How do I change my mind about my anger problem

The New Testament word for anger describes a person who is taking a long time to think about how he will respond.  While he’s taking time, he isn’t seeking a spiritual replacement or patiently waiting for God. Instead, he is hunkering down in his hurt, judgment, and indignation. Bible commentator William Barclay refers to this as,

A long-lived anger … the anger of the man who nurses his wrath to keep it warm; it is the anger over which a person broods, and which he will not allow to die.

This is the anger of the person who has become fully convinced he has a right to be angry. When we dwell upon how we believe we were wronged, we develop a sense of entitlement. This is the kind of entitlement the prophet Jonah had as he sat on a hillside outside of Nineveh and longed for that city’s destruction. In the end, God asked Jonah the question, “Do you do well to be angry?” He responded with, “Yes, I do well to be angry, angry enough to die.” This is orge anger. There is conviction in it. This person will not be easily persuaded that they are wrong. They are too deeply invested in the conclusion to surrender it easily. Like Jonah, when we choose to dwell upon how we were wronged we will find anger to be a trap—a warm and inviting one, perhaps, but a trap nonetheless. That is why Paul warns fellow believers to “put them all away: anger, wrath, malice, slander…” James offers the same insistence when he says,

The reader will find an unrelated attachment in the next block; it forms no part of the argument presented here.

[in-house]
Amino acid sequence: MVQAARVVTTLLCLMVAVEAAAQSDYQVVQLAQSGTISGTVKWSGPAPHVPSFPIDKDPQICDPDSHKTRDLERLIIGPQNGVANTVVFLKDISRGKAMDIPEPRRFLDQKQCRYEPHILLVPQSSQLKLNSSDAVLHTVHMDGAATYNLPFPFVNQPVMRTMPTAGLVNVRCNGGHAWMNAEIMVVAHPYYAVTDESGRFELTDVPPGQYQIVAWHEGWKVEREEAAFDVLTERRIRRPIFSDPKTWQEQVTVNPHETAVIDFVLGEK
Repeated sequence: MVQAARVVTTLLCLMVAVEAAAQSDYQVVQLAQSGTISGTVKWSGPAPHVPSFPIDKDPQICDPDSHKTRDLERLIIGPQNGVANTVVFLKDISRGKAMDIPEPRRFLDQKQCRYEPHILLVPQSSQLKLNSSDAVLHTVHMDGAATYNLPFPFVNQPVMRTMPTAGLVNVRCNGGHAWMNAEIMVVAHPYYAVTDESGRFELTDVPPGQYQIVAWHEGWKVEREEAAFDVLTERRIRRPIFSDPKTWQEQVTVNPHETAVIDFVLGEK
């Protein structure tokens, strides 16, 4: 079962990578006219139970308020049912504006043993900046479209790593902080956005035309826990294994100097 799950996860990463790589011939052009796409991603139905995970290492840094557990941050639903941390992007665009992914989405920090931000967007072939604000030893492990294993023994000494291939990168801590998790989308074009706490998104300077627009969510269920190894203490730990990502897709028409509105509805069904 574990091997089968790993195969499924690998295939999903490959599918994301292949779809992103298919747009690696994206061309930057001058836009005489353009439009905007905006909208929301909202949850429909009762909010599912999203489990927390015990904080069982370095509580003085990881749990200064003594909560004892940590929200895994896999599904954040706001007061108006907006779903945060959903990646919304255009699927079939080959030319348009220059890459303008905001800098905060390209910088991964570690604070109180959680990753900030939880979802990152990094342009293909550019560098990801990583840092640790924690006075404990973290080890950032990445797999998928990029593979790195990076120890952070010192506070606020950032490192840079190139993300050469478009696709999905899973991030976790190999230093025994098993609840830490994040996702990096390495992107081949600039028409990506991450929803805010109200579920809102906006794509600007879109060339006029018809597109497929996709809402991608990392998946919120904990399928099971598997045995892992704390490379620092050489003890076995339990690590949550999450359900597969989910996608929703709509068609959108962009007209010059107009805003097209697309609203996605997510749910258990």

Know this, my beloved brothers: let every person be quick to hear, slow to speak, slow to anger; for the anger of man does not produce the righteousness of God.